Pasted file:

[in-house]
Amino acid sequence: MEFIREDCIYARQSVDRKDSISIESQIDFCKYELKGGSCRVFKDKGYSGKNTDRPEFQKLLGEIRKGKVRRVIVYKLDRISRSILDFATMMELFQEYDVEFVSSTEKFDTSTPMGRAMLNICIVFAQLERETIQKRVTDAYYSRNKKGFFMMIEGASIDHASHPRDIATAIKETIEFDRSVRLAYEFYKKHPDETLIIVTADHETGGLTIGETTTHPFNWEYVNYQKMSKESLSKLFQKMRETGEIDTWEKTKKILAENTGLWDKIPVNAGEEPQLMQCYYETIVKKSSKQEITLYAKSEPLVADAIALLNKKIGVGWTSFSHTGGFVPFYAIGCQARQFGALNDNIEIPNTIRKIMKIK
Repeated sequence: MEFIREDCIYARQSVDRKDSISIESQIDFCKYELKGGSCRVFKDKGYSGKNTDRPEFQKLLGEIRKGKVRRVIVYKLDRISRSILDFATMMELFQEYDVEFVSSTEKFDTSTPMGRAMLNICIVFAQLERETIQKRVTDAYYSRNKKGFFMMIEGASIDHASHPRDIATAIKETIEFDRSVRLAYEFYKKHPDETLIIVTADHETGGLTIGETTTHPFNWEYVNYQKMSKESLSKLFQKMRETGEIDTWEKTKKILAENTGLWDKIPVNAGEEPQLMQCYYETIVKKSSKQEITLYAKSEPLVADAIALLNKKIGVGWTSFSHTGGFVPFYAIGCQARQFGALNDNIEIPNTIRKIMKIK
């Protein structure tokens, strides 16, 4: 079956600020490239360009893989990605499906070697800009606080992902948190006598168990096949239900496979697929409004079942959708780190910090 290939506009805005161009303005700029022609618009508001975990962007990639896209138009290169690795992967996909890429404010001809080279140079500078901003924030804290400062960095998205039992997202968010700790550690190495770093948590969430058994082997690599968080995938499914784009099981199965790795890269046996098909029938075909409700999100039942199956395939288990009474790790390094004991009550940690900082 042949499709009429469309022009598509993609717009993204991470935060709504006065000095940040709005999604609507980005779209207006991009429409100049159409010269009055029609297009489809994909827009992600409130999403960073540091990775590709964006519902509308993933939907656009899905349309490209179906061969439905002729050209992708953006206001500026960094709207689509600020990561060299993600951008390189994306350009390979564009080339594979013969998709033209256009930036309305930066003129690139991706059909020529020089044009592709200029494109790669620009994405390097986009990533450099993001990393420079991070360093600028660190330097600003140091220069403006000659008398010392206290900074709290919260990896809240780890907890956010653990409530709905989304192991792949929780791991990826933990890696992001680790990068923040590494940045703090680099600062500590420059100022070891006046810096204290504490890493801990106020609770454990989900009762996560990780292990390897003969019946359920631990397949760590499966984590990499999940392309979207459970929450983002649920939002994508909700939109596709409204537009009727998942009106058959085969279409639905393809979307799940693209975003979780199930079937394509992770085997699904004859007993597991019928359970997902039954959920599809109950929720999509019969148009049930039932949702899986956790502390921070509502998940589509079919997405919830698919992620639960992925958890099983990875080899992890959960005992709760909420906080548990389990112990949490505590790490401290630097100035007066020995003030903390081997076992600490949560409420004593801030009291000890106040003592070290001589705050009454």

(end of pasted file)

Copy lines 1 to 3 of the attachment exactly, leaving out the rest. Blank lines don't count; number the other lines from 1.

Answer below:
[in-house]
Amino acid sequence: MEFIREDCIYARQSVDRKDSISIESQIDFCKYELKGGSCRVFKDKGYSGKNTDRPEFQKLLGEIRKGKVRRVIVYKLDRISRSILDFATMMELFQEYDVEFVSSTEKFDTSTPMGRAMLNICIVFAQLERETIQKRVTDAYYSRNKKGFFMMIEGASIDHASHPRDIATAIKETIEFDRSVRLAYEFYKKHPDETLIIVTADHETGGLTIGETTTHPFNWEYVNYQKMSKESLSKLFQKMRETGEIDTWEKTKKILAENTGLWDKIPVNAGEEPQLMQCYYETIVKKSSKQEITLYAKSEPLVADAIALLNKKIGVGWTSFSHTGGFVPFYAIGCQARQFGALNDNIEIPNTIRKIMKIK
Repeated sequence: MEFIREDCIYARQSVDRKDSISIESQIDFCKYELKGGSCRVFKDKGYSGKNTDRPEFQKLLGEIRKGKVRRVIVYKLDRISRSILDFATMMELFQEYDVEFVSSTEKFDTSTPMGRAMLNICIVFAQLERETIQKRVTDAYYSRNKKGFFMMIEGASIDHASHPRDIATAIKETIEFDRSVRLAYEFYKKHPDETLIIVTADHETGGLTIGETTTHPFNWEYVNYQKMSKESLSKLFQKMRETGEIDTWEKTKKILAENTGLWDKIPVNAGEEPQLMQCYYETIVKKSSKQEITLYAKSEPLVADAIALLNKKIGVGWTSFSHTGGFVPFYAIGCQARQFGALNDNIEIPNTIRKIMKIK